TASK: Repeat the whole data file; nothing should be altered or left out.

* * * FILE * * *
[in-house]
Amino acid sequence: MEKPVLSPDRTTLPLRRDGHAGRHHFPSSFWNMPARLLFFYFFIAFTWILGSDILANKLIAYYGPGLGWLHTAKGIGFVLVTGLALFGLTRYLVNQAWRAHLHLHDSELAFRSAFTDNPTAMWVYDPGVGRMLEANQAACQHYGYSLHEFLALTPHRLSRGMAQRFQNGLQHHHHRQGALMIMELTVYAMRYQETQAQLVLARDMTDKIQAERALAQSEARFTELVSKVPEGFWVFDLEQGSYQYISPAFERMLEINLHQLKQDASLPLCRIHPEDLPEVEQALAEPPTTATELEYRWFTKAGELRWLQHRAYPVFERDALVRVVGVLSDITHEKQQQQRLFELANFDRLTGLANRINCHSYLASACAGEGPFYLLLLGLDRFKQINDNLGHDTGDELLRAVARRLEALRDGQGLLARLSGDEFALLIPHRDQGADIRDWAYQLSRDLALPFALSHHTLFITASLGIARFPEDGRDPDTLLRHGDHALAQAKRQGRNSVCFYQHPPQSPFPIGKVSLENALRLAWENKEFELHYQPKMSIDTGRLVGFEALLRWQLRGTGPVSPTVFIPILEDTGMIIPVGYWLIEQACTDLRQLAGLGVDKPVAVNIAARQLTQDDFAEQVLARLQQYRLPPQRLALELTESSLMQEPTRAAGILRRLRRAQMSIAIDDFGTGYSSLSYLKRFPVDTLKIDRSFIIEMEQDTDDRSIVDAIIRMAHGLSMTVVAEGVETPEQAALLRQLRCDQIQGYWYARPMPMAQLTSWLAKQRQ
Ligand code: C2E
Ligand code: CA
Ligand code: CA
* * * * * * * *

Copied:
[in-house]
Amino acid sequence: MEKPVLSPDRTTLPLRRDGHAGRHHFPSSFWNMPARLLFFYFFIAFTWILGSDILANKLIAYYGPGLGWLHTAKGIGFVLVTGLALFGLTRYLVNQAWRAHLHLHDSELAFRSAFTDNPTAMWVYDPGVGRMLEANQAACQHYGYSLHEFLALTPHRLSRGMAQRFQNGLQHHHHRQGALMIMELTVYAMRYQETQAQLVLARDMTDKIQAERALAQSEARFTELVSKVPEGFWVFDLEQGSYQYISPAFERMLEINLHQLKQDASLPLCRIHPEDLPEVEQALAEPPTTATELEYRWFTKAGELRWLQHRAYPVFERDALVRVVGVLSDITHEKQQQQRLFELANFDRLTGLANRINCHSYLASACAGEGPFYLLLLGLDRFKQINDNLGHDTGDELLRAVARRLEALRDGQGLLARLSGDEFALLIPHRDQGADIRDWAYQLSRDLALPFALSHHTLFITASLGIARFPEDGRDPDTLLRHGDHALAQAKRQGRNSVCFYQHPPQSPFPIGKVSLENALRLAWENKEFELHYQPKMSIDTGRLVGFEALLRWQLRGTGPVSPTVFIPILEDTGMIIPVGYWLIEQACTDLRQLAGLGVDKPVAVNIAARQLTQDDFAEQVLARLQQYRLPPQRLALELTESSLMQEPTRAAGILRRLRRAQMSIAIDDFGTGYSSLSYLKRFPVDTLKIDRSFIIEMEQDTDDRSIVDAIIRMAHGLSMTVVAEGVETPEQAALLRQLRCDQIQGYWYARPMPMAQLTSWLAKQRQ
Ligand code: C2E
Ligand code: CA
Ligand code: CA